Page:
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Bobby Kotick

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Bobby Kotick
Bobby Kotick photo.jpg
Robert Kotick
Born (1963-03-01) March 1, 1963 (age 56)
Alma materUniversity of Michigan
OccupationBusinessman
TitleCEO of Activision Blizzard
Board member ofThe Coca-Cola Company

Robert A. Kotick (born 1963)[1] is an American businessman who serves as CEO of Activision Blizzard.[2] He was the head of several technology companies early in his career. He purchased a stake in Activision in 1990,[3][4] and became CEO the next year.[1] Kotick engineered the Activision Blizzard merger, and he became CEO of the combined company in 2008.

He is on a couple of company boards. From 2003 until 2008, he was a director at Yahoo!.[2] On February 16, 2012, he was elected an outside director of The Coca-Cola Company.[2]

Early life

Born in 1963[2] in the United States, Robert "Bobby" Kotick grew up in New York.[5] He attended the University of Michigan in the 1980s.[3] In 1983 Kotick was advised by Steve Jobs to discontinue his studies in Art history and to run his software company full-time. He took the advice and left the University of Michigan.[6]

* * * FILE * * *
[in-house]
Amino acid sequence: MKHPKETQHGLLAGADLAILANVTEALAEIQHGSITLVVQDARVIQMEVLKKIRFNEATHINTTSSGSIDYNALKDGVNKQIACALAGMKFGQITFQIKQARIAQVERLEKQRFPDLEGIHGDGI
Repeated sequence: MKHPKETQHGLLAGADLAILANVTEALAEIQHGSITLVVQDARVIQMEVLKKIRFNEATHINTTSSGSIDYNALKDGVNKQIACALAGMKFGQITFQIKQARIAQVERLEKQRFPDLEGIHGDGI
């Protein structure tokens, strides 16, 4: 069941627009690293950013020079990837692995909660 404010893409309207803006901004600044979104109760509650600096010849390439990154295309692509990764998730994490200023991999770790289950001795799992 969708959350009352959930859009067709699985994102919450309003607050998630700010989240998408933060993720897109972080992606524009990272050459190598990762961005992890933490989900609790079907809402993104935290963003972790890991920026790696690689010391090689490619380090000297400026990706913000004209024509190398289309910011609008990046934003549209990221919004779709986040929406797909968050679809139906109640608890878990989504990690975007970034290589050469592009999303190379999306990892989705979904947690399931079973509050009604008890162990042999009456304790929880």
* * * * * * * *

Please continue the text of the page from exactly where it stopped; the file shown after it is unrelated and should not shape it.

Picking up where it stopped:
Career

Early career

Kotick began his career in 1983 while he was still in college at the University of Michigan,[3][4] when he began creating software for the Apple II with financial backing from Steve Wynn.[7] Kotick credits Steve Jobs for advising him to drop out of college to pursue his entrepreneurial interests in the software business.[6]

In 1987, he tried to acquire Commodore International. He planned to remove the keyboard and disk drive from the Amiga 500 and turn it into the first 16 bit video game system. He was unsuccessful in persuading Commodore's then-Chairman Irving Gould to sell control of the company.[3][4] He subsequently purchased a controlling stake in Leisure Concepts, Nintendo's licensing agent,[4] which was renamed 4Kids Entertainment.[1]

Kotick and his partner Brian Kelly bought a 25% stake in Activision in December 1990,[3][4] and became CEO in February 1991.[1] Kotick also served as a founder of International Consumer Technologies and was President from 1986 to January 1995. In 1995, International Consumer Technologies became a wholly owned subsidiary of Activision.[8]

Activision Blizzard